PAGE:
Thursday, September 29, 2011

Making Hooves

While working at the renaissance faire, I came upon a conundrum -- the shoes I'd found that were hilarious furry boots were also brutally wrong for wearing anywhere ever and they tore my feet up until I almost couldn't walk. So I thought about it for a while, and wondered "could I make my own furry boots?" First I was just going to go with the boring standby of "wrap fur around shin, boot complete." But then I got more curious about making my own foot-hooves. Turns out there's not a whole lot of tutorials for "making a plain hoove for your foot so you don't have to walk on an expensive metal contraption or the dangerous tip-toe-on-platforms thing." So I'm making my own.

And thus I present:

How to Make Fake Hooves
(Because I'm cheap, most of my props tend to be made on the inexpensive side, which really works well for those who don't have $500 to make a pair of fake hooves.)

  • Duct tape ($3)
  • Floral wire ($2)
  • Plaster wrap ($10)
  • Fiberglassing resin ($10)
  • Fiberglass cloth ($5)
  • Brown acrylic paint ($2)
  • Sneakers ($10) 
  • 1/2yd Faux Fur ($5)
Total Cost: $47

Step One
Bend the floral wire into the rough shape of a hoove. The lengths will depend on the shoe and your personal preference, you want to be sure it fits snugly against the front of the shoe and looks proportional to your size. Play with the sizes until you like it. Once you're confident, clip another set and match the length and bend. You're going to want to immediately repeat anything you do on the first hoof with the second to keep them as similar as possible.

Step Two
Duct tape the wire. Leave roughly an inch in between each wire so that the hoove goes up over the top of your shoe and then goes down the front. Again this is mostly personal preference. Be sure you duct tape the whole thing, this will give you the shape you'll see in the end.

Step Three
Plaster wrap over the duct tape. Use your fingers to smooth the lines out and the little divets in the plaster wrap, you want it to be as smooth as possible. Allow to dry completely (if you put it in front of a fan it will only take maybe 20-30min), and then do it again. Repeat a third time if you want, but I didn't.

Step Four
This part is going to be best to do outside, with a pair of disposable gloves and maybe some safety glasses. The gloves for sure. Cut strips of fiberglass long enough that you can wrap each strip around the front and they touch in the back. Then mix the resin and apply LIBERALLY all over each strip while attaching it. That's the key to not strangling yourself with frustration, the resin must be used liberally -- it isn't too expensive, don't skimp. Once you've slathered each piece set them out to dry. I tend to rest them on a paper plate with the bottom side down, if the plate tears and leaves bits they won't be seen.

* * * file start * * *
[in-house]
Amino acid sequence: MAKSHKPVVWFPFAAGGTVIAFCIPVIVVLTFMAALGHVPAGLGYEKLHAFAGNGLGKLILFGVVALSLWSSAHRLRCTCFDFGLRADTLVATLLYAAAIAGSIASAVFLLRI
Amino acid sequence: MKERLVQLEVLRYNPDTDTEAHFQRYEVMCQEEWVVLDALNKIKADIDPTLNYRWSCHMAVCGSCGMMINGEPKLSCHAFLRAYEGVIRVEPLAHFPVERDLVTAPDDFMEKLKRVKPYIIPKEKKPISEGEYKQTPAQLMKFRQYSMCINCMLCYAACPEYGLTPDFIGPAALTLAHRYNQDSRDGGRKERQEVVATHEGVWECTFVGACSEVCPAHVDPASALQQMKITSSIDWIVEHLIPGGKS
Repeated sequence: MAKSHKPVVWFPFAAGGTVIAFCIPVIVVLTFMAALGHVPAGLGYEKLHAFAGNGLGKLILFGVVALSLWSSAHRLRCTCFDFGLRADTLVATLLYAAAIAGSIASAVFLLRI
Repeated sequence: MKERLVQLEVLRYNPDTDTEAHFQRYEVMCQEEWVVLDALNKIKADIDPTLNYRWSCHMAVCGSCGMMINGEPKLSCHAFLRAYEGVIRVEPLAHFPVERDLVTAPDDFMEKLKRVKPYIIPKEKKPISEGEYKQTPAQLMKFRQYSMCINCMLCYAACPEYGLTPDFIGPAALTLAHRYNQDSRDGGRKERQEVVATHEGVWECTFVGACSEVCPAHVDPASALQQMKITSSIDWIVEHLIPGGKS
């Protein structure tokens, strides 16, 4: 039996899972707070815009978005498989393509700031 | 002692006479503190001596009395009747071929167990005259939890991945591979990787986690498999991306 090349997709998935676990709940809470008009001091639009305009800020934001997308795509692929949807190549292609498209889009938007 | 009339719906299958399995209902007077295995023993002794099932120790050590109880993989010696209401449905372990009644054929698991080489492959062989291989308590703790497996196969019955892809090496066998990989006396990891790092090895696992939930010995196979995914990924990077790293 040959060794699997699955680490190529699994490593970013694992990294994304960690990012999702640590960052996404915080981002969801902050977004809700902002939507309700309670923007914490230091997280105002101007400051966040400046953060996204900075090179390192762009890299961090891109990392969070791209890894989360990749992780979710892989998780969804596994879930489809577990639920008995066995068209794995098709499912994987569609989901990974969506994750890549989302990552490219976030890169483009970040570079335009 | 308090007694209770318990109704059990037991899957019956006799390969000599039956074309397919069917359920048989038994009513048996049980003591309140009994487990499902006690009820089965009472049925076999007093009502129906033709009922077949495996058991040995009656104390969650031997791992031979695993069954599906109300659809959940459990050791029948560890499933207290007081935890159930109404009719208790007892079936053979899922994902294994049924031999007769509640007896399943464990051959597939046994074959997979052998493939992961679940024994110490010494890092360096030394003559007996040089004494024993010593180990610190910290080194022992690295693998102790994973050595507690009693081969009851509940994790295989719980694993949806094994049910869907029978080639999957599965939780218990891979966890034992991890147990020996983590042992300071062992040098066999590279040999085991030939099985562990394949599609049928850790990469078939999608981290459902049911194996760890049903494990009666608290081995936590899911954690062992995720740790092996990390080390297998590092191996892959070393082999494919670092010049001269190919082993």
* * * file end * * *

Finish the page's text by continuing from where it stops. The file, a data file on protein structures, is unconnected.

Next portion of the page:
Step Five
Once you've given your fiberglass a few hours to cure -- preferably overnight -- you are ready to paint. This part is simple. Take a paint brush, load it with brown paint (adjusted as you will, I think I added a bit of black to mine because it was too light), and then paint in rough, quick, downward strokes to acquire that strange mottled pattern. You can adjust that as much as you want, weather it with some black, or add some white lines, it's all up to your creativity.

Step Six
Seal those suckers with a couple of layers of whatever sealing type thing you have laying around.

Step Seven
Glue the white fur to the shoes, leaving the toes unglued. Once it's attached to the shoes you can put a thread of glue along the top of the hooves and glue the white fur to that so it gives the illusion of a full Clydesdale-esque hoove. Be sure no part of the shoe is showing. I tend to use black shoes, it hides the fact that it's a shoe better if anyone does see anything.

Step Eight
Glue the hoof itself to the shoe. I tried about six different glues when I did this and I found the best for me was e6000, you can try whatever you want just make sure you use a significant amount. The shoe moves as you walk and it can break the bond. Avoid hot glue. It's worthless. Also be sure you put the hoof high enough on the shoe that it doesn't touch the ground. That will just destroy it. These things are strong, not invincible.

Step Nine
Go be awesome. I'd love to see photos of your completed hooves! For the record mine were meant for a unicorn costume, and when I realized I had forgotten to make them cloven I decided I simply didn't care that much. They were a big hit and once I got them right they lasted about 4 or 5 weeks of 16 hour weekends of wear being beaten to hell in the 100 degree Colorado Renaissance temperatures. If you find yourself left with questions, or you need more photos (I tend to be a photo person and didn't take as many as I should have, I can easily make a "spare" hoof and show you the entire process) let me know.